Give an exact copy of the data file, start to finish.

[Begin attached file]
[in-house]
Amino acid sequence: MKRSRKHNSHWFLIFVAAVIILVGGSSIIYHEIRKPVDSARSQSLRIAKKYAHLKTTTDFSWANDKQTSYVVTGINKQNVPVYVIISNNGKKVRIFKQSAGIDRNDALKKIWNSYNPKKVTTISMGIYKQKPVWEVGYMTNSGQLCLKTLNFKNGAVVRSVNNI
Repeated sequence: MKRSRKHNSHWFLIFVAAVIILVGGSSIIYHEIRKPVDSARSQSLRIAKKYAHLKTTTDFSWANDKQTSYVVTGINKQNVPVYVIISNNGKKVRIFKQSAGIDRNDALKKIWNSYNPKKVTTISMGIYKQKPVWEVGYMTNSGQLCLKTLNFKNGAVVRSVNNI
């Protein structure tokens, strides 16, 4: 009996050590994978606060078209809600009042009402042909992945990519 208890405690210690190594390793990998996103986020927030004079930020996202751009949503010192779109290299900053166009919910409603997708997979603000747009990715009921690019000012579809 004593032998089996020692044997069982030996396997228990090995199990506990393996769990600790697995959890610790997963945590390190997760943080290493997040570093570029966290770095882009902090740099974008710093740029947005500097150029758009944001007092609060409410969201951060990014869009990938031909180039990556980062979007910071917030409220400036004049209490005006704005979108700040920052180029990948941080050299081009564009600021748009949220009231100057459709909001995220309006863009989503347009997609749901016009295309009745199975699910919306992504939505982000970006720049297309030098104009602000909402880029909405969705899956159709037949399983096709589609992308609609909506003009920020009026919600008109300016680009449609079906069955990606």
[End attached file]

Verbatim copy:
[in-house]
Amino acid sequence: MKRSRKHNSHWFLIFVAAVIILVGGSSIIYHEIRKPVDSARSQSLRIAKKYAHLKTTTDFSWANDKQTSYVVTGINKQNVPVYVIISNNGKKVRIFKQSAGIDRNDALKKIWNSYNPKKVTTISMGIYKQKPVWEVGYMTNSGQLCLKTLNFKNGAVVRSVNNI
Repeated sequence: MKRSRKHNSHWFLIFVAAVIILVGGSSIIYHEIRKPVDSARSQSLRIAKKYAHLKTTTDFSWANDKQTSYVVTGINKQNVPVYVIISNNGKKVRIFKQSAGIDRNDALKKIWNSYNPKKVTTISMGIYKQKPVWEVGYMTNSGQLCLKTLNFKNGAVVRSVNNI
């Protein structure tokens, strides 16, 4: 009996050590994978606060078209809600009042009402042909992945990519 208890405690210690190594390793990998996103986020927030004079930020996202751009949503010192779109290299900053166009919910409603997708997979603000747009990715009921690019000012579809 004593032998089996020692044997069982030996396997228990090995199990506990393996769990600790697995959890610790997963945590390190997760943080290493997040570093570029966290770095882009902090740099974008710093740029947005500097150029758009944001007092609060409410969201951060990014869009990938031909180039990556980062979007910071917030409220400036004049209490005006704005979108700040920052180029990948941080050299081009564009600021748009949220009231100057459709909001995220309006863009989503347009997609749901016009295309009745199975699910919306992504939505982000970006720049297309030098104009602000909402880029909405969705899956159709037949399983096709589609992308609609909506003009920020009026919600008109300016680009449609079906069955990606």